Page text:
At age eight years and eight months, our patient was started on GH and a PSG test was recommended six months following GH initiation. The dose of modafinil was increased to 150mg per day to improve the narcolepsy and cataplectic episodes. This fifth PSG was done at age nine years and three months. Again, excellent sleep efficiency was noted. The REM sleep latency was slightly prolonged again at 1 hour 21 minutes, and the proportion of REM sleep was less than expected (20.1 percent of TST). Overall, excellent sleep efficiency was noted in all stages of sleep despite diminished REM sleep and a slightly prolonged sleep latency. Moderate SDB was again demonstrated (mostly central apneas with an AHI of 5.6 events per hour and a REM AHI of 17.6 events per hour). Periodic limb movements again occurred, with three events per hour. GH therapy elicited several benefits in our patient, including increased height and growth rate, increased proportional hand and foot sizes, a decrease in body fat and an increase in lean body mass and increased physical performance. Other potential benefits of the GH therapy were not measured, such as resting energy expenditure, serum cholesterol and bone mineral density.

Long-term modafinil therapy resulted in objective improvement in her PSG results, in conjunction with clinical improvement in her mood and a decreased frequency of naps. An increased level of alertness and stamina throughout the day was noted by caregivers. Without modafinil use, our patient became tired and irritable by early afternoon. With modafinil therapy, our patient no longer required naps after school and was more social, alert, and less irritable. A decrease in the cataplectic episodes was demonstrated; the remaining episodes were limited to the morning hours prior to modafinil administration.

Discussion

Sleep abnormalities in patients with PWS lead to detrimental effects on daily functioning and learning. Our report provides a unique longitudinal perspective on the disordered sleep of a PWS patient, and the effectiveness of long-term modafinil use for the treatment of EDS in a young girl with PWS over the course of three years. EDS is a common symptom of PWS, affecting between 70 and 85 percent of PWS individuals [4]. Caregivers often report increased sleepiness in both children and adults with PWS; individuals with PWS also self-report higher levels of EDS compared to other intellectually disabled groups [6]. EDS is also objectively demonstrated through abnormal MSLT results in PWS patients. A collection of studies reviewed by Maas et al. reported severe sleepiness (MSLT score less than 5 minutes) in 40 to 50 percent of adults with PWS and moderate to severe sleepiness (MSLT score less than 10 minutes) in 70 to 100 percent [2, 7]. A combination of obesity, craniofacial abnormalities, sleep apnea and abnormalities of sleep structure are proposed contributing factors related to their daytime hypersomnia [4]. Sleep difficulties can functionally impair attention and behavior and overall cognitive status and school functioning [1]. Our patient was initially noted to nap for two to three hours each day and sleep for 12 hours during the night. These sleep periods are relatively long compared to age-matched peers; the average sleep duration for eight-year-olds is 10.6 ± 0.6h per 24h period [8]. A MSLT performed at age six revealed severe pathological sleepiness, with a MSLT score of less than 5 minutes. Generally, prepubertal children have mean sleep latencies greater than 15 minutes [8]. Additionally, the two SOREMs found on our patient’s MSLT are typical features of both narcolepsy and PWS [4].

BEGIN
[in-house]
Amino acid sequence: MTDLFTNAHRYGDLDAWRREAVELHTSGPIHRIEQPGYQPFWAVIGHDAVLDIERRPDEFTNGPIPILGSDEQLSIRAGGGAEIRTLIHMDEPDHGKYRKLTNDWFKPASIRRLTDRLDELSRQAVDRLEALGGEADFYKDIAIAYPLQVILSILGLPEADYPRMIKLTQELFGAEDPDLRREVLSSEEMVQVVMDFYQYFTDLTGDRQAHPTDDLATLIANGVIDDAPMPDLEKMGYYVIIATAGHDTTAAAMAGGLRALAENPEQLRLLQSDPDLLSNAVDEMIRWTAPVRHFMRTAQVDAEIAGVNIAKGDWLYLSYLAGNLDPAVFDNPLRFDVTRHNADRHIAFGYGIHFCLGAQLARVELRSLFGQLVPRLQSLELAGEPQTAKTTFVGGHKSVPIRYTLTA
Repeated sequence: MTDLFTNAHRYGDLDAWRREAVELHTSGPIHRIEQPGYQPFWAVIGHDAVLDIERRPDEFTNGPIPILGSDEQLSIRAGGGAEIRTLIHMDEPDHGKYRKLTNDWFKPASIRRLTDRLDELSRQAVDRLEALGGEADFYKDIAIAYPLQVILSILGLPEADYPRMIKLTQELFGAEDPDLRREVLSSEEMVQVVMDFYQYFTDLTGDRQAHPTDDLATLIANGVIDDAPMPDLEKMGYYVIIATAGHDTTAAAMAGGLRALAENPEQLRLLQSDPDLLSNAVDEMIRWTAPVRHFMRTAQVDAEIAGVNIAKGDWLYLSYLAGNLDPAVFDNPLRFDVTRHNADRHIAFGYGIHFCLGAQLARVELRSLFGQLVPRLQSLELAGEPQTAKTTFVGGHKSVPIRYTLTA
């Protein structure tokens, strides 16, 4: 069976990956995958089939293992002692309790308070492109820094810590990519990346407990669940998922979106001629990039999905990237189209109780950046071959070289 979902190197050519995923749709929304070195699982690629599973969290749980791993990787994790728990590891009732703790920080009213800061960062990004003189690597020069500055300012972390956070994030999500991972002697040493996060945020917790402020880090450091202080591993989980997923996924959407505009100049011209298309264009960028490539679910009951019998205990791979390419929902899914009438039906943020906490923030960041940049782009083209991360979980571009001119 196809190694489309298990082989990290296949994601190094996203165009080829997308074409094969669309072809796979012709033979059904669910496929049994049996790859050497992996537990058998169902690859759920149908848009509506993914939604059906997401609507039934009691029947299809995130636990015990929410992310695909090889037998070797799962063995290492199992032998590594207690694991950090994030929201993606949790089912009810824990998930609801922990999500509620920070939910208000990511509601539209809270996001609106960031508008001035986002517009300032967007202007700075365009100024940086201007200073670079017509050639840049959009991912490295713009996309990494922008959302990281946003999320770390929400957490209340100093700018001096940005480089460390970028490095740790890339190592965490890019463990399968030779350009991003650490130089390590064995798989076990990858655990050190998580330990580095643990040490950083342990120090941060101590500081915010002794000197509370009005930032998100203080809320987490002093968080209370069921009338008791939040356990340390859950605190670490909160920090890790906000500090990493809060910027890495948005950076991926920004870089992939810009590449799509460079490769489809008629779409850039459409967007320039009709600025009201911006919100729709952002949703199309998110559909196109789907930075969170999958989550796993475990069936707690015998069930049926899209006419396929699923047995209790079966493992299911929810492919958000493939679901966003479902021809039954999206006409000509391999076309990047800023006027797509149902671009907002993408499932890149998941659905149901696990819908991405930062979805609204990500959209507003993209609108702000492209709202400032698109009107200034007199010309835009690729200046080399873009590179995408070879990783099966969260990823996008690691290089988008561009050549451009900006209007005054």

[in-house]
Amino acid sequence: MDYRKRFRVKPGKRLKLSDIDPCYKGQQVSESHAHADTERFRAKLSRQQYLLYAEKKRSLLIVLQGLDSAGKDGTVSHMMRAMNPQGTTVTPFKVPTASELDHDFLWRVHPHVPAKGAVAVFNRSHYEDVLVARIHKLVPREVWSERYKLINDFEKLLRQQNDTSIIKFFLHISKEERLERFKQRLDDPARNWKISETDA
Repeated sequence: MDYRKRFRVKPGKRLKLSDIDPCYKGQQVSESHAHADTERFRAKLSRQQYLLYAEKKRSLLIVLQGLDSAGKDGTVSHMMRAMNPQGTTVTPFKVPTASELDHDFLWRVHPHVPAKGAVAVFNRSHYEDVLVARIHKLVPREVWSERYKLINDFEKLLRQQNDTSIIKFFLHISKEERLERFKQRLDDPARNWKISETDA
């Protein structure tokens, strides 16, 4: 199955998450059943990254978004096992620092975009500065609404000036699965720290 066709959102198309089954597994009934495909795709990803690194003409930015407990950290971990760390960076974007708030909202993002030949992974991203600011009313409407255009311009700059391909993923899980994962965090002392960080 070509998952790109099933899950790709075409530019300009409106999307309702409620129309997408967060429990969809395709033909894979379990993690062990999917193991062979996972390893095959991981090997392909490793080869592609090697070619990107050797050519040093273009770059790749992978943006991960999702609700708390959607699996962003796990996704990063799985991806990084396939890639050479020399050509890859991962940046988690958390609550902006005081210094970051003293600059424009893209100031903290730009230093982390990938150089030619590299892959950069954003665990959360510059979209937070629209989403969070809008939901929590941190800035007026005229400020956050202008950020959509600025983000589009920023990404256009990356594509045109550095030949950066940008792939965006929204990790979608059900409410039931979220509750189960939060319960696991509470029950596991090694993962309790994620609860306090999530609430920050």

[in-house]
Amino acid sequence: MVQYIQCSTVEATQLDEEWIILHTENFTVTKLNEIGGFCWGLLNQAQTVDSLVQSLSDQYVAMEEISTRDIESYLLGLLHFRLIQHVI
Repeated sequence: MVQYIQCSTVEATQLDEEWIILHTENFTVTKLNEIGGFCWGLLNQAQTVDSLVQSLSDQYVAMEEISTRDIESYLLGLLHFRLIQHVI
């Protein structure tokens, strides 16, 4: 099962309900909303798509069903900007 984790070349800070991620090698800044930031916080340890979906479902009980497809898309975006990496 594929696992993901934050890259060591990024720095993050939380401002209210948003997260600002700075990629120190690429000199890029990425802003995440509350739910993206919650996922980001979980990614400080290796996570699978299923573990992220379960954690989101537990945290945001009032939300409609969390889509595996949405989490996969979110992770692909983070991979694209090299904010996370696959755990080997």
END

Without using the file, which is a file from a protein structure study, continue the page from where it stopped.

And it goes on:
A variety of nighttime sleep architecture disturbances are also reported in PWS. The most commonly observed dysfunction is a decreased REM sleep latency and the presence of SOREM periods [9]. Other abnormalities include reduced percentage of REM sleep, fragmented REM sleep, and decreased NREM sleep instability [4]. Studies specific to pediatric PWS patients show a tendency for increased stage I sleep and decreased REM latency. The PSG testing over the course of six years in our patient illustrates many of these findings. Our patient also had a family history of EDS, which may contribute to her significant sleep abnormalities.

Modafinil is a psychostimulant prescribed for the treatment of sleepiness in narcolepsy and other hypersomnia disorders. The mechanism or set of mechanisms through which modafinil promotes arousal and activity are incompletely understood; however, it is believed to activate the catecholamine systems at α and β adrenergic receptors and dopamine receptors [10]. Treatment with modafinil in small pilot studies has been shown to improve the sleepiness in patients with PWS [11] and was clinically beneficial for our patient. The drug, however, has no reported benefit on control of cataplexy [12]. Our patient began treatment with modafinil at age seven years six months of age (initially at 50mg daily and then progressed to 150mg daily). Two PSGs were performed subsequent to the initiation of this drug and both revealed an improvement in a number of sleep parameters. The PSG performed at ages eight and nine demonstrated excellent improved sleep efficiencies of 94 and 95 percent, respectively. Additionally, modafinil therapy in our patient eliminated SOREM periods and decreased REM sleep latency. However, a reduction in REM sleep remained at the final PSG at eight years of age, indicating that not all aspects of sleep abnormality were ameliorated with modafinil treatment. It is worth noting that at the increased modafinil dosage (150mg daily), a longer period of REM sleep was observed. Therefore, further optimization of modafinil dosing might be helpful. A MSLT would have been useful in objectively assessing the impact of modafinil on our patient’s hypersomnia after a period of therapy; however, the patient refused further MSLT testing. A significant improvement in alertness, irritability, and reduction in naps and cataplectic episodes was noted by caregivers.